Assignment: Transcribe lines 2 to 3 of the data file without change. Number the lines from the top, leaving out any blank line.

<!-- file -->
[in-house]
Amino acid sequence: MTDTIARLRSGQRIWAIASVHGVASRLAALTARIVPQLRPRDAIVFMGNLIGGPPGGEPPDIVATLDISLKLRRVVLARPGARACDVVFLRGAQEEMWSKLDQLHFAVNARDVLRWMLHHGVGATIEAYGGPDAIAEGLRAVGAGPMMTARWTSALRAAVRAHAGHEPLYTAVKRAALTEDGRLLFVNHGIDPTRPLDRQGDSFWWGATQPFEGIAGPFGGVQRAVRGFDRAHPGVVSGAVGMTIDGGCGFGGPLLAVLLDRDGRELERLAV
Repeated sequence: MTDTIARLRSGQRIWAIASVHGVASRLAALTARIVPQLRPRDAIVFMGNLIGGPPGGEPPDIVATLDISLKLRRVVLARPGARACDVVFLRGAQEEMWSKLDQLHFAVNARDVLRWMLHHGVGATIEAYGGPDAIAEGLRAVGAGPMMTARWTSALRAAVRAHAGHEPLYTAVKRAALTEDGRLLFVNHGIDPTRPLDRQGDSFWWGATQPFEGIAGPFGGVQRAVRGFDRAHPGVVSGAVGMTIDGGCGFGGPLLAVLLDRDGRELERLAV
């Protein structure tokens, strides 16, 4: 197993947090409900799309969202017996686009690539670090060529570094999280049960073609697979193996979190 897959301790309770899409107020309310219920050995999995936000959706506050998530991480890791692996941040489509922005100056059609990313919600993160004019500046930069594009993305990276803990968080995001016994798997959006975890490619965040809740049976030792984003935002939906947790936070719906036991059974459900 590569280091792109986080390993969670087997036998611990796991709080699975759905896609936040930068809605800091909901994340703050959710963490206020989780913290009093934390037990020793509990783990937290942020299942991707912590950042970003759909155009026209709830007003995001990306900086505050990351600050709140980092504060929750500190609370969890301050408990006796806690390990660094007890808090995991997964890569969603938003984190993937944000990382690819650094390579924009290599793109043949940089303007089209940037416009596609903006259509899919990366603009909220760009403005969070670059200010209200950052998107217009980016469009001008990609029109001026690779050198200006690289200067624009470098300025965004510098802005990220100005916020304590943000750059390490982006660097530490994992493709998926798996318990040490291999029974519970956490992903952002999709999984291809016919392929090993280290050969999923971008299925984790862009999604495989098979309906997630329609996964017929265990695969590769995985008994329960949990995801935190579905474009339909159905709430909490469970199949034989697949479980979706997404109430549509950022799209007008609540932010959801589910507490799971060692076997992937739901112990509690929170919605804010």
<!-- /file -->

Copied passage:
Amino acid sequence: MTDTIARLRSGQRIWAIASVHGVASRLAALTARIVPQLRPRDAIVFMGNLIGGPPGGEPPDIVATLDISLKLRRVVLARPGARACDVVFLRGAQEEMWSKLDQLHFAVNARDVLRWMLHHGVGATIEAYGGPDAIAEGLRAVGAGPMMTARWTSALRAAVRAHAGHEPLYTAVKRAALTEDGRLLFVNHGIDPTRPLDRQGDSFWWGATQPFEGIAGPFGGVQRAVRGFDRAHPGVVSGAVGMTIDGGCGFGGPLLAVLLDRDGRELERLAV
Repeated sequence: MTDTIARLRSGQRIWAIASVHGVASRLAALTARIVPQLRPRDAIVFMGNLIGGPPGGEPPDIVATLDISLKLRRVVLARPGARACDVVFLRGAQEEMWSKLDQLHFAVNARDVLRWMLHHGVGATIEAYGGPDAIAEGLRAVGAGPMMTARWTSALRAAVRAHAGHEPLYTAVKRAALTEDGRLLFVNHGIDPTRPLDRQGDSFWWGATQPFEGIAGPFGGVQRAVRGFDRAHPGVVSGAVGMTIDGGCGFGGPLLAVLLDRDGRELERLAV